and other expense of $31.0 million and $1.3 million, respectively, and recorded additional bad debt expense related to the Muskie claim totaling $0.2 million. The Company had net accounts receivable due from Gulfport totaling $0.1 million as of September 30, 2021, which is included in “accounts receivable, net” on the unaudited condensed consolidated balance sheets. See Note 3.
On January 21, 2020, MasTec Renewables Puerto Rico, LLC (“MasTec”) filed a lawsuit against Mammoth Inc. and Cobra, in the U.S. District Court for the Southern District of Florida. Pursuant to its complaint, MasTec asserts claims against the Company and Cobra for violations of the federal Racketeer Influenced and Corrupt Organizations Act (“RICO”), tortious interference and violations of a Puerto Rico statute. MasTec alleged that it sustained injuries to its business and property in an unspecified amount because it lost the opportunity to perform work in connection with rebuilding the energy infrastructure in Puerto Rico after Hurricane Maria under a services contract with a maximum value of $500 million due to the Company’s and Cobra’s wrongful interference, payment of bribes, and other inducements to a FEMA official. On April 1, 2020, the defendants filed a motion to dismiss the complaint. On October 14, 2020, the court dismissed the RICO claims, and on November 18, 2020, dismissed the claims arising under the Puerto Rico statute and the cause of action for tortious interference with MasTec’s contract (but not its business relations), and dismissed Mammoth Inc. from the litigation. On August 2, 2021, in order to avoid the risks of further litigation, and with no admission of wrongdoing whatsoever, the Company reached an agreement to settle this matter. Under the terms of the agreement, Cobra paid $6.5 million to MasTec on August 2, 2021 and the Company guaranteed payment, by Cobra, of $9.25 million on both August 1, 2022 and December 1, 2022. The agreement bears interest at rates between 6% and 12% and includes an acceleration clause that requires Cobra to pay within ten days all unpaid amounts if Cobra collects $100 million or more of specified receivables. These amounts are reflected in the accompanying unaudited condensed consolidated balance sheet and in “other income (expense), net” on the accompanying condensed consolidated statement of comprehensive loss.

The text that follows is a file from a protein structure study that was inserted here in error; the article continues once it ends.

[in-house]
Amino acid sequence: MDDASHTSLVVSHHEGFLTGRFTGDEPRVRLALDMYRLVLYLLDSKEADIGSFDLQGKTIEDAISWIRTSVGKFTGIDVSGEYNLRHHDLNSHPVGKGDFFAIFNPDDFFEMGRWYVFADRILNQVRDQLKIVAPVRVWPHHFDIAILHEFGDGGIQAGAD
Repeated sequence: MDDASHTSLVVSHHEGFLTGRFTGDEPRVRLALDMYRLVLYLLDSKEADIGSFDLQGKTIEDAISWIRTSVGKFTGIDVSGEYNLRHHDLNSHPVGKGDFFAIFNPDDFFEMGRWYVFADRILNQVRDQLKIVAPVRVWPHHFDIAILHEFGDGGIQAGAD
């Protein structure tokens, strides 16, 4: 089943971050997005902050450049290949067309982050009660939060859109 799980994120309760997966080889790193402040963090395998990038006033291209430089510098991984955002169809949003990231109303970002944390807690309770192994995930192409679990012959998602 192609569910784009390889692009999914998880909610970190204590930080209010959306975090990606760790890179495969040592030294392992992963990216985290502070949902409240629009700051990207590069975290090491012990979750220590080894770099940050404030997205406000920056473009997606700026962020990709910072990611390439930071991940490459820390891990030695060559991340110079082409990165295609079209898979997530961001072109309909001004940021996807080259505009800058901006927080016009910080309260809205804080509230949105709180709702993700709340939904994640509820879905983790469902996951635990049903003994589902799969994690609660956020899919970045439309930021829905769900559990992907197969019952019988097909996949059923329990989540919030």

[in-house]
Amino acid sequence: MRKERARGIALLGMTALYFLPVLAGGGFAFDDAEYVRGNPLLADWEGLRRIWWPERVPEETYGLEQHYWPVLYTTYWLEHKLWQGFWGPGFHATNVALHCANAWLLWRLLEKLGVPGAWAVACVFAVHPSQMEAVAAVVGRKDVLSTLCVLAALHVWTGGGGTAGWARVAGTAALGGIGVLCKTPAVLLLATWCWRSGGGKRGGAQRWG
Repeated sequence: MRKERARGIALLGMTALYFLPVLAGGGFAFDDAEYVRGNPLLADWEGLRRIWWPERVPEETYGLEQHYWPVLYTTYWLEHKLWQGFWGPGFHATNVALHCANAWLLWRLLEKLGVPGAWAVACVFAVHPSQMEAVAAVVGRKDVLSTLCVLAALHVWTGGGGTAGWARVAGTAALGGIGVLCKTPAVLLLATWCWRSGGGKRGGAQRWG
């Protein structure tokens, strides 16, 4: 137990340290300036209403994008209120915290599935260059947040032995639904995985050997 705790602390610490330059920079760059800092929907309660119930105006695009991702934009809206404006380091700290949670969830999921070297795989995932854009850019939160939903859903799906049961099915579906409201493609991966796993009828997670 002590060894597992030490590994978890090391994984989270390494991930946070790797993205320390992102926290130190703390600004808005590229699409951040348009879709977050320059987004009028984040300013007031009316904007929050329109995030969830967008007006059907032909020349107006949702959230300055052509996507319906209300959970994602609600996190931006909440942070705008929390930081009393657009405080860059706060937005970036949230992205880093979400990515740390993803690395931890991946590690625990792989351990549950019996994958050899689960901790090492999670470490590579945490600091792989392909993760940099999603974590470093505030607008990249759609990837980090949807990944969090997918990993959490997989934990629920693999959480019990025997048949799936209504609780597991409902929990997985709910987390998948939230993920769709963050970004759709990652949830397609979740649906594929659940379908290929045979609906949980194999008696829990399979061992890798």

On May 13, 2021, Foreman Electric Services, Inc. (“Foreman”) filed a petition against Mammoth Inc. and Cobra, in the U.S. District Court of Oklahoma County. Pursuant to its complaint, Foreman asserted claims against the Company and Cobra for violations of the federal RICO act, tortious interference and violations of Puerto Rico statutes. Foreman alleged that it sustained injuries to its business and property in the alleged amount of $250 million due to the Company’s and Cobra’s wrongful interference, payment of bribes and other inducements to a FEMA official. On May 18, 2021, the Company removed this action to the United States District Court for the Western District of Oklahoma. On July 29, 2021, Foreman voluntarily dismissed the action without prejudice.
The Company is involved in various other legal proceedings in the ordinary course of business. Although the Company cannot predict the outcome of these proceedings, legal matters are subject to inherent uncertainties and there exists the possibility that the ultimate resolution of these matters could have a material adverse effect on the Company’s business, financial condition, results of operations or cash flows.
Defined Contribution PlanThe Company sponsors a 401(k) defined contribution plan for the benefit of substantially all employees at their date of hire. The plan allows eligible employees to contribute up to 92% of their annual compensation, not to exceed annual limits established by the federal government. The Company makes discretionary matching contributions of up to 3% of an employee’s compensation and may make additional discretionary contributions for eligible employees. For the nine months ended September 30, 2021 and 2020, the Company paid $1.3 million and $1.5 million, respectively, in contributions to the plan.
The entire disclosure for commitments and contingencies.
Reference 1: http://fasb.org/us-gaap/role/ref/legacyRef